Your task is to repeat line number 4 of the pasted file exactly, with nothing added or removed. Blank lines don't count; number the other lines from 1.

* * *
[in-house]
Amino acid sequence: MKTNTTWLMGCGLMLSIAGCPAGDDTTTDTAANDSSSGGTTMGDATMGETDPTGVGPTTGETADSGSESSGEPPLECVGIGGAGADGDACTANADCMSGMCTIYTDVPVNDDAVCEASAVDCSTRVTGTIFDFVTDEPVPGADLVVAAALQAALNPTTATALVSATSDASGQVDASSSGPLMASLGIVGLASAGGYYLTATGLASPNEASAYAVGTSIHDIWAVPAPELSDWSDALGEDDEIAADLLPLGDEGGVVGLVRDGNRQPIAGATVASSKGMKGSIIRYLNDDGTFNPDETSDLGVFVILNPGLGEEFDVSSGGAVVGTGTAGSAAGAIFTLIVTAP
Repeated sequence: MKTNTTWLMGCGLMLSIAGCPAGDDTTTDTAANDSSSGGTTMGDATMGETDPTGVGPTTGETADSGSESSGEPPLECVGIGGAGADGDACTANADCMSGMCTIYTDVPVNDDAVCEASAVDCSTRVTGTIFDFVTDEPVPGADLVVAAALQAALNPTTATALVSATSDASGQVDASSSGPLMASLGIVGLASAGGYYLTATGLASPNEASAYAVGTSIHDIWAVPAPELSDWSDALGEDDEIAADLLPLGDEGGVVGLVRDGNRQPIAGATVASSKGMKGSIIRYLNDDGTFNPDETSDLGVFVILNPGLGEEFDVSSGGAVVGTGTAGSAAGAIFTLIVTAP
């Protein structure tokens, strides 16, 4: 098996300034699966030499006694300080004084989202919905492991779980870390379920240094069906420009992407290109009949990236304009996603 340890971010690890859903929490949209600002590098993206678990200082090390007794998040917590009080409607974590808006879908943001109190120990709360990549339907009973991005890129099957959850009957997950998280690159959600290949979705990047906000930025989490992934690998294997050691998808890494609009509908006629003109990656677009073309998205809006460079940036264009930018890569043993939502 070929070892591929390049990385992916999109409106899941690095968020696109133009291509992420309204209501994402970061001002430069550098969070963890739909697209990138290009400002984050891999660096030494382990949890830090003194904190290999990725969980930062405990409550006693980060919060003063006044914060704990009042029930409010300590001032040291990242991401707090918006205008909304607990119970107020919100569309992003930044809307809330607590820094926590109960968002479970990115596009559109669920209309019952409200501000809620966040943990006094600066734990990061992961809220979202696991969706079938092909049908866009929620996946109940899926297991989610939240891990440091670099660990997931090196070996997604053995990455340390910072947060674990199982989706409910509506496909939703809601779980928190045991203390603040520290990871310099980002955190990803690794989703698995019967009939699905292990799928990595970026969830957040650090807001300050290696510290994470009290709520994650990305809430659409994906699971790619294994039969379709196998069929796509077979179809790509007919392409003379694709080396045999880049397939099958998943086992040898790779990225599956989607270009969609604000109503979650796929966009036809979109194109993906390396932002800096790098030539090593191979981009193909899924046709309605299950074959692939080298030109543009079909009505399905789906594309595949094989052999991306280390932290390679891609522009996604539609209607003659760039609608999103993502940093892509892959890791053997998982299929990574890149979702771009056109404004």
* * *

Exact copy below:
């Protein structure tokens, strides 16, 4: 098996300034699966030499006694300080004084989202919905492991779980870390379920240094069906420009992407290109009949990236304009996603 340890971010690890859903929490949209600002590098993206678990200082090390007794998040917590009080409607974590808006879908943001109190120990709360990549339907009973991005890129099957959850009957997950998280690159959600290949979705990047906000930025989490992934690998294997050691998808890494609009509908006629003109990656677009073309998205809006460079940036264009930018890569043993939502 070929070892591929390049990385992916999109409106899941690095968020696109133009291509992420309204209501994402970061001002430069550098969070963890739909697209990138290009400002984050891999660096030494382990949890830090003194904190290999990725969980930062405990409550006693980060919060003063006044914060704990009042029930409010300590001032040291990242991401707090918006205008909304607990119970107020919100569309992003930044809307809330607590820094926590109960968002479970990115596009559109669920209309019952409200501000809620966040943990006094600066734990990061992961809220979202696991969706079938092909049908866009929620996946109940899926297991989610939240891990440091670099660990997931090196070996997604053995990455340390910072947060674990199982989706409910509506496909939703809601779980928190045991203390603040520290990871310099980002955190990803690794989703698995019967009939699905292990799928990595970026969830957040650090807001300050290696510290994470009290709520994650990305809430659409994906699971790619294994039969379709196998069929796509077979179809790509007919392409003379694709080396045999880049397939099958998943086992040898790779990225599956989607270009969609604000109503979650796929966009036809979109194109993906390396932002800096790098030539090593191979981009193909899924046709309605299950074959692939080298030109543009079909009505399905789906594309595949094989052999991306280390932290390679891609522009996604539609209607003659760039609608999103993502940093892509892959890791053997998982299929990574890149979702771009056109404004």